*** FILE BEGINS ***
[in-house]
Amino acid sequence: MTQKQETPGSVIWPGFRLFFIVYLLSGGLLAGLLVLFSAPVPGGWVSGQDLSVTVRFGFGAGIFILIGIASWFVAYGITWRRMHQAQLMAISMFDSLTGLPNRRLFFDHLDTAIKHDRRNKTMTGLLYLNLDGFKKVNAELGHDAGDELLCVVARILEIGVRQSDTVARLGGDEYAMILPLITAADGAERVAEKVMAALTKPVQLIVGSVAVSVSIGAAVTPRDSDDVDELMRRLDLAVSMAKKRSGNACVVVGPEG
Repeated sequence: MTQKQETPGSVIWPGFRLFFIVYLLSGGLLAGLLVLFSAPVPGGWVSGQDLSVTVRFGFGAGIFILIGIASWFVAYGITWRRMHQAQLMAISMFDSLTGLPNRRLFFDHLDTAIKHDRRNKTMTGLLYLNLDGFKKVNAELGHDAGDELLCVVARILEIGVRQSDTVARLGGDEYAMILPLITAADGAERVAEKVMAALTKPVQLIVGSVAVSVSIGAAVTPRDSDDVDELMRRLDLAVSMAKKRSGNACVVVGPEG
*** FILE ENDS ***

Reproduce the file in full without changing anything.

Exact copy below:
[in-house]
Amino acid sequence: MTQKQETPGSVIWPGFRLFFIVYLLSGGLLAGLLVLFSAPVPGGWVSGQDLSVTVRFGFGAGIFILIGIASWFVAYGITWRRMHQAQLMAISMFDSLTGLPNRRLFFDHLDTAIKHDRRNKTMTGLLYLNLDGFKKVNAELGHDAGDELLCVVARILEIGVRQSDTVARLGGDEYAMILPLITAADGAERVAEKVMAALTKPVQLIVGSVAVSVSIGAAVTPRDSDDVDELMRRLDLAVSMAKKRSGNACVVVGPEG
Repeated sequence: MTQKQETPGSVIWPGFRLFFIVYLLSGGLLAGLLVLFSAPVPGGWVSGQDLSVTVRFGFGAGIFILIGIASWFVAYGITWRRMHQAQLMAISMFDSLTGLPNRRLFFDHLDTAIKHDRRNKTMTGLLYLNLDGFKKVNAELGHDAGDELLCVVARILEIGVRQSDTVARLGGDEYAMILPLITAADGAERVAEKVMAALTKPVQLIVGSVAVSVSIGAAVTPRDSDDVDELMRRLDLAVSMAKKRSGNACVVVGPEG